Furnace limit swtch function


Old 10-26-01, 07:12 PM
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Gas fired, forced air...

After replacing pressure switch, and installing new thermostat(conventional), the furnace appears to be working normally. I'm a bit confused about the cycle of events concerning the fan on/limit/fan off switch(es). Today, with outside temps running 65 f (afternoon) to 43 f at 11:00 pm, the furnace maintained 70 f living room temp at, at 70 f thermostat setting... LIMIT is set at 150 f, FAN ON at 125 f, FAN (OFF) at 90 f... (by Sears instruction manual)
The fan does come on at 125 f, the gas turns off, then the switch assembly returns to the 90 f , fan off, setting. I thought the furnace was supposed leave the gas on until the switch rotated to the 150 LIMIT position, turn the gas off, let the fan run until rotating the assembly came down to the 90 f, then turn the fan off, then await the next instant of thermostat implementing the next heating cycle. Is there something wrong with this picture?

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Old 10-26-01, 11:36 PM
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Limit at 150 sounds low,should be around 180---this should shut gas off.Fan on should be around 140--this starts fan and should not shut gas off.90 degrees should shut fan off---then waiting for next call from tstat the entire sequence should start over again.PDF
Old 10-27-01, 12:23 AM
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Originally posted by EEEHHHH
Gas fired, forced air...

Will change the settings to Your recommendation ...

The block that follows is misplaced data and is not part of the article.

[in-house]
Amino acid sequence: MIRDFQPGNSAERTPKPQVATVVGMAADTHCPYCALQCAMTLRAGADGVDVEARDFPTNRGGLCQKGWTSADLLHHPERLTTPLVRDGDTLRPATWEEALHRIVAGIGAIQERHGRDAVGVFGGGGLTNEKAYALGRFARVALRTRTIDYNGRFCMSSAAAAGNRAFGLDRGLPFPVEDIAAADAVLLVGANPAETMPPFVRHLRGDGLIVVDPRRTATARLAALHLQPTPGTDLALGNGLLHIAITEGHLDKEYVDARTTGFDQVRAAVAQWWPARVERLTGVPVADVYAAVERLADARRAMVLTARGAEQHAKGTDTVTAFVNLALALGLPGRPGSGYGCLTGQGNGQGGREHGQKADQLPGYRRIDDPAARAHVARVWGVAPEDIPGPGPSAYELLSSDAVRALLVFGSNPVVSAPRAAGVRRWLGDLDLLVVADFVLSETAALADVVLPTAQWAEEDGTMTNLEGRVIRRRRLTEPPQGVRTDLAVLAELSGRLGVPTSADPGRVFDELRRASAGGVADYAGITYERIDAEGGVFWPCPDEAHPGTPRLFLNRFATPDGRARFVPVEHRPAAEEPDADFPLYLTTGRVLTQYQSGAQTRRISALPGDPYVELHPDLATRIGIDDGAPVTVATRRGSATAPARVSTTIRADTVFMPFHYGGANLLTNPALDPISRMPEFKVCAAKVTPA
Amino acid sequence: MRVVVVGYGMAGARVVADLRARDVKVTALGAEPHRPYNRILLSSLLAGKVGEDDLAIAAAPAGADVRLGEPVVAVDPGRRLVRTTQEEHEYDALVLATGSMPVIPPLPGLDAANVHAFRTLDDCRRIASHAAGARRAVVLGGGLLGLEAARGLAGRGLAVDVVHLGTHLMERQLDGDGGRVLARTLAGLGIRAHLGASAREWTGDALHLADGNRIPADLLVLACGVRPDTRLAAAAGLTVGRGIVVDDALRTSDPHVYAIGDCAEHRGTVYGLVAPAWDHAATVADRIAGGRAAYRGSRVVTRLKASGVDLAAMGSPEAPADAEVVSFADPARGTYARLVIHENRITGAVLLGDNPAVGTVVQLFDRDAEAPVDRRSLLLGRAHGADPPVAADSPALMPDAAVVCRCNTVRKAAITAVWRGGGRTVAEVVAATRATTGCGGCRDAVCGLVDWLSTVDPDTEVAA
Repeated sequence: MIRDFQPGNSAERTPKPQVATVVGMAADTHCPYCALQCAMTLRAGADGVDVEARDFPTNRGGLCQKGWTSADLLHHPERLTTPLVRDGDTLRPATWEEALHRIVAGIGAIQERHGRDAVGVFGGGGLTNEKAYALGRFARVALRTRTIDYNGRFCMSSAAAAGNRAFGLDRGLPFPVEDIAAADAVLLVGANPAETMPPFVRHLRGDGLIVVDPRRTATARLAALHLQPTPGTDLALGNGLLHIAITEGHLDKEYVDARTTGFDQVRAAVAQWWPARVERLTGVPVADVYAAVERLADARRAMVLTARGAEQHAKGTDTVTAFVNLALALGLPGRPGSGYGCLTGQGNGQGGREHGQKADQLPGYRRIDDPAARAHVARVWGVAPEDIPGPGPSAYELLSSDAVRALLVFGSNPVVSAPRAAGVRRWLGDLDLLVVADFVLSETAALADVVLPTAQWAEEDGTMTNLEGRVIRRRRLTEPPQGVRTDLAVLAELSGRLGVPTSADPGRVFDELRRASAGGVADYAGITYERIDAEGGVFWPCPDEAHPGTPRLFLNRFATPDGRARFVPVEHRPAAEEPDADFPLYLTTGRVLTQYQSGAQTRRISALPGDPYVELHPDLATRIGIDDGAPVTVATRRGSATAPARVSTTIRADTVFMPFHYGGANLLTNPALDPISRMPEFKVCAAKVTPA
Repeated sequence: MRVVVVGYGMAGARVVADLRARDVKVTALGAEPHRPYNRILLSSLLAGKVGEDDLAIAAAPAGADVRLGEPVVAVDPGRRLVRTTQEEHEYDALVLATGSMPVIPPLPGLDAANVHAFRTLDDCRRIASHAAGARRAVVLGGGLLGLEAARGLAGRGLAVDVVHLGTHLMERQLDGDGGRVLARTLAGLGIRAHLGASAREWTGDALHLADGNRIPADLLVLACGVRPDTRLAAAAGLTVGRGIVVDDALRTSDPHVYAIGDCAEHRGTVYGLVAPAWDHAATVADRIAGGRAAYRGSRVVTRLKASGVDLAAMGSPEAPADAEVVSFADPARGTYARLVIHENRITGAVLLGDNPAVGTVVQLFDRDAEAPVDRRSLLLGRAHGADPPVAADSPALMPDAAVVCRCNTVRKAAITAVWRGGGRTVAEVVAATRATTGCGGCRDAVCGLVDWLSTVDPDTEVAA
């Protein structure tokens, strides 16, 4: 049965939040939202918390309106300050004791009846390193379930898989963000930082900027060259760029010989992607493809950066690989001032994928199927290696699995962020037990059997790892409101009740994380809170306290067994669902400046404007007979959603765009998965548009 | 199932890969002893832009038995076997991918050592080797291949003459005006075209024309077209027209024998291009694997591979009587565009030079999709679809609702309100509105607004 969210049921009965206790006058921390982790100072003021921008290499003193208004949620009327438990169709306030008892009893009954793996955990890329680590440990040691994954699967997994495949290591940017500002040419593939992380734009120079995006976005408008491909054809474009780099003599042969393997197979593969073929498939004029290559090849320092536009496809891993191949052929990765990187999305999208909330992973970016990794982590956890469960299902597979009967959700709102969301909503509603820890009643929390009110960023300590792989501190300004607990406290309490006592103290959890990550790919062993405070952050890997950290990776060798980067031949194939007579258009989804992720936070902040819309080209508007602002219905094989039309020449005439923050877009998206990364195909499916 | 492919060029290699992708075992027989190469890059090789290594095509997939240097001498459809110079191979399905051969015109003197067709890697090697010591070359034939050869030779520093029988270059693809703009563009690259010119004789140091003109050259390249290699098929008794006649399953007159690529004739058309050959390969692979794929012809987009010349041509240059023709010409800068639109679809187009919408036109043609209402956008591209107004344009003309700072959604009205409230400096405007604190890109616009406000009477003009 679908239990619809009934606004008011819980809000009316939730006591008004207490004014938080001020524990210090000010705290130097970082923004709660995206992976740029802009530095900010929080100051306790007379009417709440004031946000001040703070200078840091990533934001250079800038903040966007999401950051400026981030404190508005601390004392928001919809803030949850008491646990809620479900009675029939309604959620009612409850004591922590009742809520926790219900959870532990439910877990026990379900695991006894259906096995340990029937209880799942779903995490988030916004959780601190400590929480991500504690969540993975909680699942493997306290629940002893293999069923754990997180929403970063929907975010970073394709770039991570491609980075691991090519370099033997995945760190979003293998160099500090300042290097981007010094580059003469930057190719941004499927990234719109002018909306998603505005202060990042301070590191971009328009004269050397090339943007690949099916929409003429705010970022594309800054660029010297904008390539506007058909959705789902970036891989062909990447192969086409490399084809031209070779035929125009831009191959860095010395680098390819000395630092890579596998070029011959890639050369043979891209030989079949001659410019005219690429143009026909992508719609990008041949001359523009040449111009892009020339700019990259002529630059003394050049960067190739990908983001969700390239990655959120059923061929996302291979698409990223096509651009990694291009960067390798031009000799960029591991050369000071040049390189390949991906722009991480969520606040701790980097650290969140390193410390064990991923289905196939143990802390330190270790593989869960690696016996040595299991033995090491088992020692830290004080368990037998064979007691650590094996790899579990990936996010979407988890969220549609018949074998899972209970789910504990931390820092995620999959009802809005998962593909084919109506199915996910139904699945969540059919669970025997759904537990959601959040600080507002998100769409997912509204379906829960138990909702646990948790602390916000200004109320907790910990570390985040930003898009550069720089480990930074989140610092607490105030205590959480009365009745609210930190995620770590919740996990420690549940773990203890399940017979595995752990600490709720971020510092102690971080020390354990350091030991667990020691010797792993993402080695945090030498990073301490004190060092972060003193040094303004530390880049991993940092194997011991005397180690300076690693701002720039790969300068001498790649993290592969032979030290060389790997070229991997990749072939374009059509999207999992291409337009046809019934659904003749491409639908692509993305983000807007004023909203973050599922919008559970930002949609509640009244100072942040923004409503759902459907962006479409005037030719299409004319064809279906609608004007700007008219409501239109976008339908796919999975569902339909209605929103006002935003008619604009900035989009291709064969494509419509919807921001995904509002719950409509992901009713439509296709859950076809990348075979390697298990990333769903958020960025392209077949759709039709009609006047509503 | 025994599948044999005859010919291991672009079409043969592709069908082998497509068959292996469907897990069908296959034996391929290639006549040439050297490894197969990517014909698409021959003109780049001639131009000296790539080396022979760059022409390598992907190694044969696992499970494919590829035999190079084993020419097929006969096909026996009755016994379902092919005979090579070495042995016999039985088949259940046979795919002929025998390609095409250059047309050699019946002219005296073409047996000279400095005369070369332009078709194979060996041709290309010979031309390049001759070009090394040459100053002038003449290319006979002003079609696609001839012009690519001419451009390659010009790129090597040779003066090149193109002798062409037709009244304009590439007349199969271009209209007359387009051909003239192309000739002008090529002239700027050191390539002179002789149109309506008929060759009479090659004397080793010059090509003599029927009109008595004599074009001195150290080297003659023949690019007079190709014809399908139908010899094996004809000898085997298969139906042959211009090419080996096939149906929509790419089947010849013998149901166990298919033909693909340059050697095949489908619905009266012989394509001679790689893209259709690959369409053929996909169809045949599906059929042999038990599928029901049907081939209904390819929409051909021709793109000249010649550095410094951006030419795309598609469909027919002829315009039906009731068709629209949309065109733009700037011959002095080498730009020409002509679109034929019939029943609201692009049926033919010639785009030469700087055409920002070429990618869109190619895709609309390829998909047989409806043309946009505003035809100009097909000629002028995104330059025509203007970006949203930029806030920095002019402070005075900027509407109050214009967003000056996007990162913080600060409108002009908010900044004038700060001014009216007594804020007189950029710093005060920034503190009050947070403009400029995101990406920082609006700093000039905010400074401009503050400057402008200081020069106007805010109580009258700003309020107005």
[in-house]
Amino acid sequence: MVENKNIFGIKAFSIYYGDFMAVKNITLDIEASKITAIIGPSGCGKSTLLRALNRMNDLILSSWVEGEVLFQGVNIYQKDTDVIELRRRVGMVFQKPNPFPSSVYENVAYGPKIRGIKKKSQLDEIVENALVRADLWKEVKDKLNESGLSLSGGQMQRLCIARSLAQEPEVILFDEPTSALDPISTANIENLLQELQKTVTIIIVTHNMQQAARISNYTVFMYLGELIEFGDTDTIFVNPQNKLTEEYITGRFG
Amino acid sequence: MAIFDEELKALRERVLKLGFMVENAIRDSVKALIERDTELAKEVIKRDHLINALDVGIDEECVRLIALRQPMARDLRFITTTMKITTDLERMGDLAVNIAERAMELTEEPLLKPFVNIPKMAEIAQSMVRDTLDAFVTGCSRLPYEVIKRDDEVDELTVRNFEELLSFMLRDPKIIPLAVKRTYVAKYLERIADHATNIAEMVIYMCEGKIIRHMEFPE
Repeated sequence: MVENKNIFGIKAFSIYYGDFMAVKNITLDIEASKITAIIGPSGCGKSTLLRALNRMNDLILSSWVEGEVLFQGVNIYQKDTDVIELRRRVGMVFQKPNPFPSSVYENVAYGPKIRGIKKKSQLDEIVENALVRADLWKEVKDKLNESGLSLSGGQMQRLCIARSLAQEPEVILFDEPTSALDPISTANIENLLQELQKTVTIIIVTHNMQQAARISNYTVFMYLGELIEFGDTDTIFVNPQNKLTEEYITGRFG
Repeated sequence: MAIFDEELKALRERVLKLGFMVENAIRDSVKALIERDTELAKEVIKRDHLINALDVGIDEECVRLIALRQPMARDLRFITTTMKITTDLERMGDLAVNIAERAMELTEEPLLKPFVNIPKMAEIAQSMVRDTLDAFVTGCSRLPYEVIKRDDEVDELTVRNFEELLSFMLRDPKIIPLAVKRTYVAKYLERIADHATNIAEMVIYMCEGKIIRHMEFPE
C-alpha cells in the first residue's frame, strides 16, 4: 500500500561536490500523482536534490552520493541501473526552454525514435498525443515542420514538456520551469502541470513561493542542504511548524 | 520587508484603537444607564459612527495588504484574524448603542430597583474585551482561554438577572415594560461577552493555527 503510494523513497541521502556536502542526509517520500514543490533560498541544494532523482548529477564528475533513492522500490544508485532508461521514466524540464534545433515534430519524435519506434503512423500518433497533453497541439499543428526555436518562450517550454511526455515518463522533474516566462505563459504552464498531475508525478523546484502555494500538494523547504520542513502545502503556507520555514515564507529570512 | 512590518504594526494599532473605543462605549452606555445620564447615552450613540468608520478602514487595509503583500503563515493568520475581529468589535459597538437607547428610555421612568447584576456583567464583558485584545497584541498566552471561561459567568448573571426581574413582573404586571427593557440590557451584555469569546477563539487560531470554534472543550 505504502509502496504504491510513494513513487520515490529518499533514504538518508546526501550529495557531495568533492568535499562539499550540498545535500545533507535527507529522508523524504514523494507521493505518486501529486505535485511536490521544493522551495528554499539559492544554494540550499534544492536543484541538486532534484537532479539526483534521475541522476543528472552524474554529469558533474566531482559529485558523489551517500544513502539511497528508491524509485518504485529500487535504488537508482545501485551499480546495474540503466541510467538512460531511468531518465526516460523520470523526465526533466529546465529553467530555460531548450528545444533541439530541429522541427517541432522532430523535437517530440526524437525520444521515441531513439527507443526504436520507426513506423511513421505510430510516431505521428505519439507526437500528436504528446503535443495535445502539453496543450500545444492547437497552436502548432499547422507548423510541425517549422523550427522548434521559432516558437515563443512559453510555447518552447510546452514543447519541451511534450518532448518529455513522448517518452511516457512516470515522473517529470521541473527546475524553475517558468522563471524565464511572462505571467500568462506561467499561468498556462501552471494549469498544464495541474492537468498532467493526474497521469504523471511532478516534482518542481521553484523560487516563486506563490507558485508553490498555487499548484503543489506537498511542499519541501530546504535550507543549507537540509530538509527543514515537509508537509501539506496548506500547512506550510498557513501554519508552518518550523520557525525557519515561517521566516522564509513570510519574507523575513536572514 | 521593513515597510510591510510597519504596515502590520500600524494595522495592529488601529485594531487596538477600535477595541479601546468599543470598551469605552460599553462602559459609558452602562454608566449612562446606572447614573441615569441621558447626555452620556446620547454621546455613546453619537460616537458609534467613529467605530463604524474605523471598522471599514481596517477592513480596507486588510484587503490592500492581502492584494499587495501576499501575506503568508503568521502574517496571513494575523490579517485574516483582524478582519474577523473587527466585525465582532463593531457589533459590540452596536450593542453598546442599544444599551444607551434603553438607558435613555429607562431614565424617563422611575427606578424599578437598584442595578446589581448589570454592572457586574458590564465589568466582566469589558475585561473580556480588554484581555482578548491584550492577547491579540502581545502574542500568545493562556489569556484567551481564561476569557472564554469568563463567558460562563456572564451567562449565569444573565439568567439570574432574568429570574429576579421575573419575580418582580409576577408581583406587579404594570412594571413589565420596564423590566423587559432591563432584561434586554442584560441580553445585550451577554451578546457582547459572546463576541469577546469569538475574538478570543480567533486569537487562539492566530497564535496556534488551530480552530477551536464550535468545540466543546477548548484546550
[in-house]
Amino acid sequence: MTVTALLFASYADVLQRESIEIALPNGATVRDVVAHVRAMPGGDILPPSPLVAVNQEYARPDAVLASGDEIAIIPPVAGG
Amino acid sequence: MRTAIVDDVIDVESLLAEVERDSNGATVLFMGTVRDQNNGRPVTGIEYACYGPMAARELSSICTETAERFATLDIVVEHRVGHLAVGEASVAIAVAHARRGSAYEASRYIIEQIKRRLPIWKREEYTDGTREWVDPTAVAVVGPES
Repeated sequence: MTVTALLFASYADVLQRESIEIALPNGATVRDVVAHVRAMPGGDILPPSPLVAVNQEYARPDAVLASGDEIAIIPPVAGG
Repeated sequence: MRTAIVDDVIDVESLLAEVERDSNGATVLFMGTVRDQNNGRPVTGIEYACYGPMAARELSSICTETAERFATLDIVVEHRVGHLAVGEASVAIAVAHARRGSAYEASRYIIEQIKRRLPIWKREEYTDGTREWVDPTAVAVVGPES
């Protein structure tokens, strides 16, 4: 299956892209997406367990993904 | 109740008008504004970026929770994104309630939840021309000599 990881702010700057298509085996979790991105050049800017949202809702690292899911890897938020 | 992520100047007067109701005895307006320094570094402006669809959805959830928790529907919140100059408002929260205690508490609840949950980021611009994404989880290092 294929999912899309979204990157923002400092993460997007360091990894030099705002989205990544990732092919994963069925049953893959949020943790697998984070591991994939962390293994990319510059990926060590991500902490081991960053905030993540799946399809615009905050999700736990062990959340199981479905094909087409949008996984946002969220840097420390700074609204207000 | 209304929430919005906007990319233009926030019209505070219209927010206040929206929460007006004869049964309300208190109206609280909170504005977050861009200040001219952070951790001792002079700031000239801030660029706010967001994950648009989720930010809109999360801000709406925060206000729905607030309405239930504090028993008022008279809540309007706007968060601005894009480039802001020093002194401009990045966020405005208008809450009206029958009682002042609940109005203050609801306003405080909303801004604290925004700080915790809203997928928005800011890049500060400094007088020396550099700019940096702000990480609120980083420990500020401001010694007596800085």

Thank You

Old 10-28-01, 10:51 AM
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Did you replace the fan control/limit switch?? if so, you may of wired it wrong??
Old 10-28-01, 04:23 PM
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Originally posted by Jay11J
Did you replace the fan control/limit switch?? if so, you may of wired it wrong??

Fan control/limit switch and wiring NOT changed ...
Old 10-29-01, 03:51 PM
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You need to set the heat anticipator in the replacement thermostat to match the circuit current draw. They usually come set at 0.2 amp. Measure the amp draw on the r and w terminals adjust yours to the measured setting.
Old 11-03-01, 07:37 AM
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In energy efficient furnaces the heat exchanger design is much different than older models. They accomplish more efficiency by increased surface area of exchange and burner efficiency. This accounts for the settings on you limit switch. When there is a demand for heat in our home the furnace comes on and heats the exchanger. When the exchanger reaches 125*F the fan comes on, minimum operating temp. Once the exchanger reaches 150*F and if the demand is not met, the gas goes off and the fan keeps going. Once the demand for heat is met, the fan stays on and drops the temperature of the exchanger to 90*F. In older models because of the poor design of the heat exchanger the minimum operating temp is 140*F and their high limit has to be higher, such as 180*F. This is not true with energy efficient furnaces. Furthermore, with the older models, the residual heat at the exchanger is allowed to dissipate, not true with efficient models. Purpose for 90*F setting.

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